Imaging Tests & Procedures
New Hanover Regional Medical Center offers a wide range of diagnostic radiology tests and procedures. The network uses advanced equipment to make the tests as accurate as possible. Below are some of the procedures performed in our outpatient centers. Visit the Health Reference section of our site to learn more about the procedures and how you can prepare for them.
Bone Density Scans
A bone density test measures the strength and density of your bones as you approach menopause and, when the test is repeated sometime later, can help determine how quickly you are losing bone mass and density.
CT Scan (CAT Scan)
A CT or CAT scan is a diagnostic imaging procedure that uses a combination of x-rays and computer technology to produce cross-sectional images (often called slices), both horizontally and vertically, of the body. A CT scan shows detailed images of any part of the body, including the bones, muscles, fat, and organs. CT scans are more detailed than general x-rays and minimize exposure to radiation.
X-rays use invisible electromagnetic energy beams to produce images of internal tissues, bones, and organs on film. Standard x-rays are performed for many reasons, including diagnosing tumors or bone injuries.
Fluoroscopy is a study of moving body structures - similar to an x-ray "movie." A continuous x-ray beam is passed through the body part being examined, and is transmitted to a TV-like monitor so that the body part and its motion can be seen in detail.
Interventional radiologists are involved in the treatment of the patient, as well as the diagnosis of disease. They treat an ever-widening range of conditions inside the body from outside the body by inserting various small instruments or tools, such as catheters or wires, with the use of various x-ray and imaging techniques (i.e., CT scanners, MRI scanners, ultrasound scanners)
Uterine Fibroid Embolization
Interventional radiologists are using uterine fibroid embolization as a way to treat some fibroids. It is less invasive than other techniques.
Selective Internal Radiation Therapy
Intervential Radiology in Imaging Services now performs a specialized procedure that helps treat those with advanced liver cancer. New Hanover Regional Medical Center became one of only four hospitals in the state to offer Selective Internal Radiation Therapy, or SIRT. Interventional radiologist Dr. Steven Crawford performed the first SIRT procedure at New Hanover Regional in October 2004.
During this minimally invasive procedure, the physician makes a small incision in the patient’s upper thigh. Using real-time images on a monitor as a guide, he threads a tiny catheter through the blood vessels up to the major artery feeding the liver. Millions of microscopic radioactive spheres are then released and get trapped in the tiny blood vessels inside the tumor. The spheres emit radiation and destroy the tumor from the inside.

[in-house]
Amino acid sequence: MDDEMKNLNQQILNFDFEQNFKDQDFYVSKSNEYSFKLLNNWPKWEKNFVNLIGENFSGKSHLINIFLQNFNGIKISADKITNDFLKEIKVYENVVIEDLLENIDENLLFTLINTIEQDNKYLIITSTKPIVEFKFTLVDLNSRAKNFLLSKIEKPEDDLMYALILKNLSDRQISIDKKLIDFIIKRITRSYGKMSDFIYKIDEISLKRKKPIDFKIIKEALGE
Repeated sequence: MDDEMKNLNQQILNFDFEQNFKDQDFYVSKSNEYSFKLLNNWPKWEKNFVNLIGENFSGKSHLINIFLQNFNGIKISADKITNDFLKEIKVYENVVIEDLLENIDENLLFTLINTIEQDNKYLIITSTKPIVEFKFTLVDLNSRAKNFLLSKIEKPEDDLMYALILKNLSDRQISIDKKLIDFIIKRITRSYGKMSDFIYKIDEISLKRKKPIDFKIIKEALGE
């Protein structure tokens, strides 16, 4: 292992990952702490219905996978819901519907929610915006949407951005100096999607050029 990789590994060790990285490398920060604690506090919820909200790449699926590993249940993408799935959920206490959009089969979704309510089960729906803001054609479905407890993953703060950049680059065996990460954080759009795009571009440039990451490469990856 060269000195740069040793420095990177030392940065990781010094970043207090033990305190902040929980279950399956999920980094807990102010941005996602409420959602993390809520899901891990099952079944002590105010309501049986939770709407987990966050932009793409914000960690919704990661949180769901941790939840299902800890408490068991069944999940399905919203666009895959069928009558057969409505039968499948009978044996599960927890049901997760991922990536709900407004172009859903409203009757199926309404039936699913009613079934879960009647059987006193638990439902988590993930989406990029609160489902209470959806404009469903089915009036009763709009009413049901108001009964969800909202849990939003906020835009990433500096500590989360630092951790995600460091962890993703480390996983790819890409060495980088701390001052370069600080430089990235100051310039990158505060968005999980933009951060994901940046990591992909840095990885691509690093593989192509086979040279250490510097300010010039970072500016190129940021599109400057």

Compared to conventional chemotherapy treatments, the SIRT process is much more effective in only destroying the cancer cells, while minimizing damage to the healthy tissue surrounding the tumor. All SIRT candidates now undergo a PET/CT scan before and after their procedure to determine if the radiation treatment has helped shrink the tumor enough to remove it surgically.
A mammogram is an x-ray examination of the breast. It is used to detect and diagnose breast disease. Regular screenings can help detect breast cancer at its earliest and most treatable stages. The mammography voucher program of the Pink Ribbon Project provides mammograms and diagnostic breast procedures free to women who are uninsured and meet certain financial criteria. Click here for more information about the mammography voucher program.
Magnetic Resonance Imaging (MRI)
MRI uses a combination of a large magnet, radio frequencies, and a computer to produce detailed images of organs and structures within the body. An MRI is often used to examine the heart, brain, liver, pancreas, male and female reproductive organs, and other soft tissues. It can also be used to assess blood flow, to detect tumors and diagnose many forms of cancer, to evaluate infections, or to assess injuries to bones and joints.
Nuclear medicine is a specialized area of radiology that uses very small amounts of radioactive materials, or radiopharmaceuticals, to examine organ function and structure.
PET (Positron Emission Tomography) and CT (Computed Tomography) are both standard imaging tools that physicians use to pinpoint disease states in the body. The PET scan demonstrates the biological function of the body before anatomical changes take place, while the CT scan provides information about the body’s anatomy such as size, shape and location. PET/CT provides non-invasive tumor detection and staging information, which can aid your physician in diagnosing and treating disease.
Ultrasonography uses high-frequency sound waves and a computer to create images of blood vessels, tissues, and organs. Ultrasounds are used to view internal organs as they function, and to assess blood flow through various vessels. Ultrasound procedures are often used to examine many parts of the body such as the abdomen, breasts, female pelvis, prostate, scrotum, thyroid and parathyroid, and the vascular system.